Sunday, February 7, 2010;
Q: I'm changing Internet providers and will have to switch my e-mail address. To avoid this problem in the future, I'm thinking of switching to a Web-mail service. Should I go with Gmail, Hotmail or Yahoo?
A: Looking beyond your Internet provider for your e-mail can end the need to send change-of-address notices every few years. It should also get you better access: Mass-market mail services such as Comcast's or Verizon's use an old system, Post Office Protocol, that works poorly unless you read your mail only on one computer or on their Web-mail sites.
Among those three free Web-mail services, I'd rule out Yahoo first because it doesn't let you download messages to a computer unless you pay $20 a year for a "Yahoo Plus" account. I've also been disappointed with Yahoo's spam filter and find its Web interface a mess.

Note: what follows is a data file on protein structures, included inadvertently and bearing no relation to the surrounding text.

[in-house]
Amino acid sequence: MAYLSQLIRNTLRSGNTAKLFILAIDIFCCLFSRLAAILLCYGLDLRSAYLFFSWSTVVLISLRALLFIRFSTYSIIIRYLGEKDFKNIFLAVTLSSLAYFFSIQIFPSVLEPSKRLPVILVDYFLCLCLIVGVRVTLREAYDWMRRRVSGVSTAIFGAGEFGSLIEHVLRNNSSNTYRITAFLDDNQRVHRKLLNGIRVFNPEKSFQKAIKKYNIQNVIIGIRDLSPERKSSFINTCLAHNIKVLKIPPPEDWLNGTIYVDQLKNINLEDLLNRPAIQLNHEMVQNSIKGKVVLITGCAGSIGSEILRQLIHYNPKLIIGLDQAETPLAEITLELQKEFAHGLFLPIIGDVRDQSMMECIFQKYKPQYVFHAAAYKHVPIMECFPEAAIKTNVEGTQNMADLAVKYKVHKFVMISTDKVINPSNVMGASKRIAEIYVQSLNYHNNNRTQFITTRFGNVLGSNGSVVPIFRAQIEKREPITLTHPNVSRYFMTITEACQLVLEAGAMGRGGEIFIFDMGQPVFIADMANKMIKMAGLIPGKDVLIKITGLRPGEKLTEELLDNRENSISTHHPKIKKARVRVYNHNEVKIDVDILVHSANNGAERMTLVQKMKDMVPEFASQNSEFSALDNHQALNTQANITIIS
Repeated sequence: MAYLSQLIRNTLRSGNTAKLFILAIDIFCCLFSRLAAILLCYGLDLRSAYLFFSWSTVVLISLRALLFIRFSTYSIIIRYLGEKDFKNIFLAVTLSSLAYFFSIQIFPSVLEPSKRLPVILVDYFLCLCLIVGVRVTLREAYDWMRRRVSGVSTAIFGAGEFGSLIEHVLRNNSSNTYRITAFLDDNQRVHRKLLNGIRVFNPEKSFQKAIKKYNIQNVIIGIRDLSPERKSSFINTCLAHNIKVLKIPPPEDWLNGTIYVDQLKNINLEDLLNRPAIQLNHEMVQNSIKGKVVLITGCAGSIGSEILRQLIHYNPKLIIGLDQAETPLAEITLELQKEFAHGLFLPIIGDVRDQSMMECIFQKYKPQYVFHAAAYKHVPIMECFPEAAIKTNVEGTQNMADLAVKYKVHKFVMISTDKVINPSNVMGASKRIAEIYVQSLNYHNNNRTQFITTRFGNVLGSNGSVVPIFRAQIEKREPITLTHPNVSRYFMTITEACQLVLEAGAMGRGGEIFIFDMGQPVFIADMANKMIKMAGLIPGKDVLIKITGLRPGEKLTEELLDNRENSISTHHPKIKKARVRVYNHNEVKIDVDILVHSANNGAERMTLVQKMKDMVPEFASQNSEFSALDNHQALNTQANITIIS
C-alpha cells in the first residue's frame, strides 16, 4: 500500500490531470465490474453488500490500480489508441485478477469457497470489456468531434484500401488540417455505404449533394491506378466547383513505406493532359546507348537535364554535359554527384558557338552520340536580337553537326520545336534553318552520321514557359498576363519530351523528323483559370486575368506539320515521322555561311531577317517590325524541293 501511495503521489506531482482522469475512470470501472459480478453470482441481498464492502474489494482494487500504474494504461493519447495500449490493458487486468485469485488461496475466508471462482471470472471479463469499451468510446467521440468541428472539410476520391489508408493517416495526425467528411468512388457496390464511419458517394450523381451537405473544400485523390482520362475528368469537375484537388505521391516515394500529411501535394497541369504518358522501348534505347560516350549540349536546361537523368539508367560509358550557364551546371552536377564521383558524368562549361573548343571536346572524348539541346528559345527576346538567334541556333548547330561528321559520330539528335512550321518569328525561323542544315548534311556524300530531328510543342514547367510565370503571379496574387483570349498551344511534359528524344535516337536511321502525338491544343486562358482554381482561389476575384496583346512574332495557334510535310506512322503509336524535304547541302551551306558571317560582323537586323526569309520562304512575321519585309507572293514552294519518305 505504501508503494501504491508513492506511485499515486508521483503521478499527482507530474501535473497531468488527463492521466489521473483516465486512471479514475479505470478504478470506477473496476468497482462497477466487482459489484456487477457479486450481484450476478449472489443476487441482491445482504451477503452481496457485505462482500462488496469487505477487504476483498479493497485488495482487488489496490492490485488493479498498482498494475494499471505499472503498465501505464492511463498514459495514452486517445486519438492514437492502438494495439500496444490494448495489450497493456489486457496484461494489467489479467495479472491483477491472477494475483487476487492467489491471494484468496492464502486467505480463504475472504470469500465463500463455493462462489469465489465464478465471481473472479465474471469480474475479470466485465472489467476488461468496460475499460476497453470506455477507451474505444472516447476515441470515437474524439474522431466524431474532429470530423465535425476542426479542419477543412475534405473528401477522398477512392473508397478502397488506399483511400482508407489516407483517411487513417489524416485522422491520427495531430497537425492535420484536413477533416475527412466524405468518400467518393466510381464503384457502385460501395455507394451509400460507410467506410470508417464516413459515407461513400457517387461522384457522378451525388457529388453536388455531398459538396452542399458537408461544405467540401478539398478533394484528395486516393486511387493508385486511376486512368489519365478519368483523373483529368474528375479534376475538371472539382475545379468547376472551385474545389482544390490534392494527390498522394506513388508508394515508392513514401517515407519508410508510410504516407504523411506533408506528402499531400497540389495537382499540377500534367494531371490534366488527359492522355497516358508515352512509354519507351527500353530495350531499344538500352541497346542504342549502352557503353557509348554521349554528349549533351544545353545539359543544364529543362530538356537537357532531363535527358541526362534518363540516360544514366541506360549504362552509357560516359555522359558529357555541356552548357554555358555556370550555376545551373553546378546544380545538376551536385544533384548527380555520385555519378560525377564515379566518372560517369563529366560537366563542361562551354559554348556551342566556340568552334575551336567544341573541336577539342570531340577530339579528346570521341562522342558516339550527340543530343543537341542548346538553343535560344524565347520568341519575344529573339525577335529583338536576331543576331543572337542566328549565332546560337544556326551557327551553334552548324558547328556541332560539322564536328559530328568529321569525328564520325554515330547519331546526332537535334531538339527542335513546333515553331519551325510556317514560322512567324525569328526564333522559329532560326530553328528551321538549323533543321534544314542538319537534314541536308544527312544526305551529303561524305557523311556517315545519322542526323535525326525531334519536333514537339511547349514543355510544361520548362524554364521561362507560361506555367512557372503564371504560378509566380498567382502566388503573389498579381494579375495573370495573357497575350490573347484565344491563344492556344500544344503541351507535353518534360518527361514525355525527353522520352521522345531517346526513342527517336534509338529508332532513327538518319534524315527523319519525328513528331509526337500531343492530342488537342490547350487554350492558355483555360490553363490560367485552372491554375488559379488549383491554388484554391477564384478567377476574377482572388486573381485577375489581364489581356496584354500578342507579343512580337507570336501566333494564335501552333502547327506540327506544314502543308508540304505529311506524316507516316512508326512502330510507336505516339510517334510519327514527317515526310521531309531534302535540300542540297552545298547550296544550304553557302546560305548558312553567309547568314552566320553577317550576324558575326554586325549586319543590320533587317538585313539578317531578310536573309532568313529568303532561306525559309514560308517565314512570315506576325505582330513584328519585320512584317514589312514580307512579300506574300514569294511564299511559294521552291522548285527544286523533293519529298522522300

Hotmail does allow downloading -- a huge plus, since it means you can never lose access to your e-mail -- but only via POP. Its spam filter needs work, and it adds an annoying advertising tagline to every message you send, but the site looks cleaner than Yahoo.
But you have to be okay with Google's computers scanning the text of your messages to match up relevant ads.
One free option this reader didn't recommend comes from AOL, which also offers POP and IMAP access but, in my experience, has an ineffectual spam filter.
You can also often get a permanent e-mail address at your college's alumni Web site or by registering your own domain name. In each case, you can then have mail sent to that address forwarded automatically to the inbox of your choice -- at a service like Gmail or your regular Internet provider's. To send mail from the new account, you only need to change your mail program's settings.
Rob Pegoraro attempts to untangle computing conundrums and errant electronics each week. Send questions to The Washington Post, 1150 15th St. NW, Washington, D.C. 20071 or firstname.lastname@example.org. Visit http://voices.washingtonpost.com/fasterforward for his Faster Forward blog.